2022 Winter Olympics and Paralympics in Beijing
The Beijing 2022 Winter Olympics in February will boast a range of exciting events, from popular sports like hockey, skiing, and figure skating, to more unique sports, like the skeleton, the luge, and bobsled. These Games will feature 45 per cent female athletes, the largest share to ever compete in the Winter Olympics, due in part to the introduction of more mixed-gender events like the freestyle skiing aerials and snowboard cross. Notable Canadian athletes to watch for include ice dancing duo Piper Gilles and Paul Poirier, as well as bobsledder Cynthia Appiah. On the Paralympic side, notable athletes include Josh Dueck, the first athlete to land a backflip on a sit-ski; Brian McKeever, Canada’s most decorated Paralympian who will retire after the 2022 Games; Ina Forrest, who is looking for her fourth medal in wheelchair curling; and Billy Bridges, one of the most accomplished Canadian Para ice hockey players, who hopes to lead his team to gold against the top-ranked U.S. team.
The Games’ have been shrouded in controversy due to China’s human rights violations, namely their detainment of Uyghurs, a mostly Muslim ethnic minority, in the Xinjiang region. Several countries floated the idea of boycotting the Games, but as it stands, none have officially rescinded their participation—and neither have any competing athletes. Instead, Canada, the U.S., the United Kingdom, and Australia have announced a “diplomatic boycott,” where government officials will not attend the Games. As for pandemic restrictions, Chinese officials are planning to welcome spectators from mainland China who meet the vaccine requirements, in contrast to the Tokyo 2020 Games, which were played in empty stadiums.
Fallout from the MLB lockout
The Major League Baseball (MLB) offseason is always rife with dramatic deals, trades, and contract negotiations. But in December 2021, after the Atlanta Braves took home their first World Series title in nearly 30 years, the MLB imposed a lockout. This comes after a labour dispute between the Player’s Association and the league teams, and their disagreement on player salaries and the competitive disparities among different teams. During this work stoppage, teams are barred from communicating with players, even about simple things like workout regimes, and players are locked out from training facilities. Though the lockout is intended to put pressure on the union to speed up negotiations, the shutdown may extend into the beginning of the regular season, which is slated to start on March 31. Regardless, these restrictions will undoubtedly reduce players’ abilities to build team chemistry and adequately prepare for the start of the season.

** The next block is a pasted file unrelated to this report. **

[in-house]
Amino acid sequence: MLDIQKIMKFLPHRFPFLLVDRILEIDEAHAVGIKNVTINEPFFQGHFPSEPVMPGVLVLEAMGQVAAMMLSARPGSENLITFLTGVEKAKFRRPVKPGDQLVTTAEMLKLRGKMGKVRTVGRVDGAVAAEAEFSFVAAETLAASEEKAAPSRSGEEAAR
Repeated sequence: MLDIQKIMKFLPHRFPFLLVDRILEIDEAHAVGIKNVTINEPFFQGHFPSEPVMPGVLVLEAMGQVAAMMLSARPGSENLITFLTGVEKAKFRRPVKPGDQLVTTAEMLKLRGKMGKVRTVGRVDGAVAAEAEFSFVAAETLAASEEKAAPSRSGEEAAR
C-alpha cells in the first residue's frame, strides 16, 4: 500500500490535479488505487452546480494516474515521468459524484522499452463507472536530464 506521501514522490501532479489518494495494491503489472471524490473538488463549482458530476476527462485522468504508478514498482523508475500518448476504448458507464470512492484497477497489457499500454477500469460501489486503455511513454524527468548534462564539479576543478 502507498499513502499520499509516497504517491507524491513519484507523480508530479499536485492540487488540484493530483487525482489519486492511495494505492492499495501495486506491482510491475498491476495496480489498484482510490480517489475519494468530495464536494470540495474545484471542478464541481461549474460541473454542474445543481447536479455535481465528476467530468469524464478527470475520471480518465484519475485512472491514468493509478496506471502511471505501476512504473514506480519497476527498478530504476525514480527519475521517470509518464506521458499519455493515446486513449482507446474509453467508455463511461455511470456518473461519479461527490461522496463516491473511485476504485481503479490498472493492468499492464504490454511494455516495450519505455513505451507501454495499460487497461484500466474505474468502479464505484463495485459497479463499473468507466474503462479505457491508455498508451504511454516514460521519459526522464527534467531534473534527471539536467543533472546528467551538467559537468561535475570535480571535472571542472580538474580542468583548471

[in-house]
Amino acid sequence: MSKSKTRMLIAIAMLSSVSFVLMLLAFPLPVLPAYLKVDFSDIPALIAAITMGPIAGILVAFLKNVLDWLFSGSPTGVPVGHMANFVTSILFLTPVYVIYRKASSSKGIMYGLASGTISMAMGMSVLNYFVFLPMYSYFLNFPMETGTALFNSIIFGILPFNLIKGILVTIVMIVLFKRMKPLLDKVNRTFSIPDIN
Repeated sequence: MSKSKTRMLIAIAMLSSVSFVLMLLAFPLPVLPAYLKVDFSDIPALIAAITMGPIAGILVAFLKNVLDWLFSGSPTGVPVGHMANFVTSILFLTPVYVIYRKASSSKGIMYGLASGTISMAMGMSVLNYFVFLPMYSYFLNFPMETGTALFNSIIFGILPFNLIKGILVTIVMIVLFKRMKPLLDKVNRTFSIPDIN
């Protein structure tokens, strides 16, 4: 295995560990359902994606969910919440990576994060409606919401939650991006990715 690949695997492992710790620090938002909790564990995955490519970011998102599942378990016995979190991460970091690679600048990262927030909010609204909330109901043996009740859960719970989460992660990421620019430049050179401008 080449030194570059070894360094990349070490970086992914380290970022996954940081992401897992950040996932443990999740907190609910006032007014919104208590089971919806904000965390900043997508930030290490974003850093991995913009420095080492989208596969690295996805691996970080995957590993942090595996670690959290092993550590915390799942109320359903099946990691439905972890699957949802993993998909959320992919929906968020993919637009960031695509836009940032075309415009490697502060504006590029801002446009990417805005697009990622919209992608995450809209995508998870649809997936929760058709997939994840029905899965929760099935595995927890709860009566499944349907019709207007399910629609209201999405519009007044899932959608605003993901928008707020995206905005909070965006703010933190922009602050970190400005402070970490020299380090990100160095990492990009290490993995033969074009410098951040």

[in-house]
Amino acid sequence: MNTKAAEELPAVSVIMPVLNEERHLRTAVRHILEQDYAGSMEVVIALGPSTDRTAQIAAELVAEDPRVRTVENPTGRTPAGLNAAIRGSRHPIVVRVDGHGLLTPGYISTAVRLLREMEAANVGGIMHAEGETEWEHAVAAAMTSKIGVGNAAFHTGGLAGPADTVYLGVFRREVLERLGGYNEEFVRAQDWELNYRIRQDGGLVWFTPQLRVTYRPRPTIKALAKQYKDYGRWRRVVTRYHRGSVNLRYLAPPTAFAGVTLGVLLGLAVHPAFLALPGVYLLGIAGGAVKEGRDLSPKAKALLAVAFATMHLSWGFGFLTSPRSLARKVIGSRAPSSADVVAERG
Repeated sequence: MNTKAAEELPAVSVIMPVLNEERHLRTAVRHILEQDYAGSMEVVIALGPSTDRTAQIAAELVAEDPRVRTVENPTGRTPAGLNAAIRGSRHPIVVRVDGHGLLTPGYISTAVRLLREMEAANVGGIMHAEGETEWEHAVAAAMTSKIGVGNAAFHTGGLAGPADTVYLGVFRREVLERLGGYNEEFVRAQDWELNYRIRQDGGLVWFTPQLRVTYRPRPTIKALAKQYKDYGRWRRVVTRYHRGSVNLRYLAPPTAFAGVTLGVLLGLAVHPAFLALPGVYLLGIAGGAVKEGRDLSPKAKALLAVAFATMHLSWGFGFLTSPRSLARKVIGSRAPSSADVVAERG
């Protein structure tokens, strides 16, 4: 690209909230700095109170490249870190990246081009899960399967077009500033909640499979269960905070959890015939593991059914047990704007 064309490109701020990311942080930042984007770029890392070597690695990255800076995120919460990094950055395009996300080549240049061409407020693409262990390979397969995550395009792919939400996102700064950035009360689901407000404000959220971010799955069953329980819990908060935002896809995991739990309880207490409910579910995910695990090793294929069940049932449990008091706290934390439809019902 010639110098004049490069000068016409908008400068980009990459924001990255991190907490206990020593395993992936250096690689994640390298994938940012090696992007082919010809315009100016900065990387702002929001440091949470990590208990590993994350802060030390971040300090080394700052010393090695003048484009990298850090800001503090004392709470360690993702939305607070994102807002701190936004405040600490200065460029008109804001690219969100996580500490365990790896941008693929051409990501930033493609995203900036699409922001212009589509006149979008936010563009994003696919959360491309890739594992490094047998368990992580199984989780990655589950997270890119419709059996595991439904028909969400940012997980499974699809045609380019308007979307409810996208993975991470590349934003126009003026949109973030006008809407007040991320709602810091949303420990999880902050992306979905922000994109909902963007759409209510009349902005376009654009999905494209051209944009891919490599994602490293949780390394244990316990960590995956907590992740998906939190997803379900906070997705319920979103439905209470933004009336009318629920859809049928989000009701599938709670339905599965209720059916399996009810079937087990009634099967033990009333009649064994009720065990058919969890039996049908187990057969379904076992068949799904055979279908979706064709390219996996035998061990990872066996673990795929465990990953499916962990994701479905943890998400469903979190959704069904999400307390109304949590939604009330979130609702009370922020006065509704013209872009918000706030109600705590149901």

Djokovic’s chance at greatness
The Serbian tennis star walked away with the 2021 Wimbledon title, and this year, has the chance to surpass Nadal and Federer for the most Grand Slams of all time. All three greats are tied for 20 apiece, but Djokovic has not been plagued by injury like the other two—that is, if he can even get into the Australian Open. Originally unable to enter the country due to his unvaccinated status, and now waiting to see if the Australian government will cancel his visa, it is unclear whether he will have the chance to compete for the major title. Currently, there is an online campaign to #BoycottAustralianOpen in support of Djokovic’s decision to not get vaccinated; on the other hand, many Australian citizens are against the player flouting the regulations and endangering others. Despite his anti-science stance, the tennis player has donated millions of euros to COVID-19 relief funds in three different countries. Barring what happens (or doesn’t) in Melbourne, Wimbledon in July will serve as another opportunity for the trifecta of tennis masters to tiebreak their three-way majors lead, and is not to be missed.
2022 FIFA World Cup